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How Does Shakespeare Present The Relationship Between Capulet and Juliet in Romeo and Juliet?

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Introduction

How Does Shakespeare Present The Relationship Between Capulet and Juliet in ?Romeo and Juliet?? Although ?Romeo and Juliet? is a Tragic Romance it also explores the ever changing relationship between Juliet and her father. There are many factors as to how and why Romeo and Juliet died. The major contributor to the downfall of these lovers was Capulet, Juliet's own father. He brought upon the death of Juliet by forcing her to marry Paris, separating her from Romeo, and rejecting her. Shakespeare?s initial portrayal of Capulet is of a kind and loving father. By saying that Juliet ?is the hopeful lady of my earth? shows how special their bond is through the metaphor ?earth?. By doing this he is comparing her to everything there is. ?Hopeful? gives the impression that he has many expectations of her and that she is of use to him. Capulet continues to say that "my will to her consent" which emphasises his deep, caring nature as he feels that Juliet is yet a "stranger? to society. To a typical modern audience, Capulet?s response is unsurprising as Juliet is far too young to marry. In Shakespeare's time however, the father would be expected to control many aspects of his daughter?s life. The majority of the Elizabethans would have been mildly surprised at Capulet for offering the "choice" to the 13-year-old Juliet. ...read more.

Middle

The message that Shakespeare himself wants to convey is that daughters should be treated with a certain level of respect and be able to have the freedom in which they deserve. They must not be suppressed to the point where they would betray you in the worst possible ways only to hurt themselves in the end. On the other hand, it could also mean that Shakespeare wants to show the daughters that any way you do it, betraying your father would only lead to self destruction. But overall, he did not agree with the choices that people were making around him and he expressed his opinions through his plays, in hope that the people would be affected by his stories and influence then to change accordingly. The understanding between father and daughter appears to be very distant in Act 3 scene 5. The amount of commas and exclamation marks increase in Capulet?s speech as his anger escalates indicating a louder, more aggressive tone; "hang thee, young baggage, disobedient wretch!?. Juliet?s disobedience becomes clearer to Capulet, making his speech more rapid and broken. Capulet repeats the word ?how? over in confusion. It has never struck him that Juliet might ever go against him. He is bewildered and asks in surprise ?is she not proud?? He expects her to be happy that he has found her a match but is shocked that she doesn?t accept it. ...read more.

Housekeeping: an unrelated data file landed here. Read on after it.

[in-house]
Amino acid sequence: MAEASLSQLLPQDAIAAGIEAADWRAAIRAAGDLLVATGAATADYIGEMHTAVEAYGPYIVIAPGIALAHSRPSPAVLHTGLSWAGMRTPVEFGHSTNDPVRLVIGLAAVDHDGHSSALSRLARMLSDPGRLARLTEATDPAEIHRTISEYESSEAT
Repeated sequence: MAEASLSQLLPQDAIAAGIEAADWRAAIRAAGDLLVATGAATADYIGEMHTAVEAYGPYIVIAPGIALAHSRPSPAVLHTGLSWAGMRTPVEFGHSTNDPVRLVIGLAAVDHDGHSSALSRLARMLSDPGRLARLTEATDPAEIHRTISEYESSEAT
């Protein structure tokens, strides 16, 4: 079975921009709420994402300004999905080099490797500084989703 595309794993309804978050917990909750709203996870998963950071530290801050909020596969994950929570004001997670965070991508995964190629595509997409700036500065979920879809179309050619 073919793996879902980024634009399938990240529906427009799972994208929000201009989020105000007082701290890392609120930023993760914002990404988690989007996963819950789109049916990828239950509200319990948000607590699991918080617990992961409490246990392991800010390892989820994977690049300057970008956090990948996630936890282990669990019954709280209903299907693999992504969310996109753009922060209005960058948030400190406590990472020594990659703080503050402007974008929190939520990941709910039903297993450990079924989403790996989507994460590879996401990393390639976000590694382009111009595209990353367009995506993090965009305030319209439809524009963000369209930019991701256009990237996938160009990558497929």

Conclusion

This reaction is very different from Capulet?s and Paris?s which seem staged and fake. They only talk about how Juliet?s death affects them. Capulet goes on about the wedding, showing his self centeredness saying things such as ?oh son before the wedding day?. Whilst Lady Capulet and the nurse complete iambic pentameter mirroring their sorrow; Paris and Capulet also do this showing the audience how compatible they are with each other. This brings us to think that maybe "our wedding cheer to sad burial" means that instead of doing a grand wedding Capulet is going to make a grand funeral to raise his hierarchy. If Juliet was Capulet?s "earth" then he, in no doubt, was the sun. Everything seemed to revolve around him as he always tried to be in control using any means necessary. He was constantly out to impress people just to raise his status. At first Capulet was portrayed as being very kind and thoughtful towards Juliet but soon his true colours were brought to the surface through his aggressive language and violent actions. Juliet was forced into a corner by Capulet who was trying to make her marry Paris. Because of his rash behaviour and violent attitude Juliet died a tragic death. Only then was his pride so hurt that he forgave his ?ancient? enemy; The Montague?s. Overall their relationship was that of mistrust and deception and the end of Juliet was therefore inevitable. ...read more.

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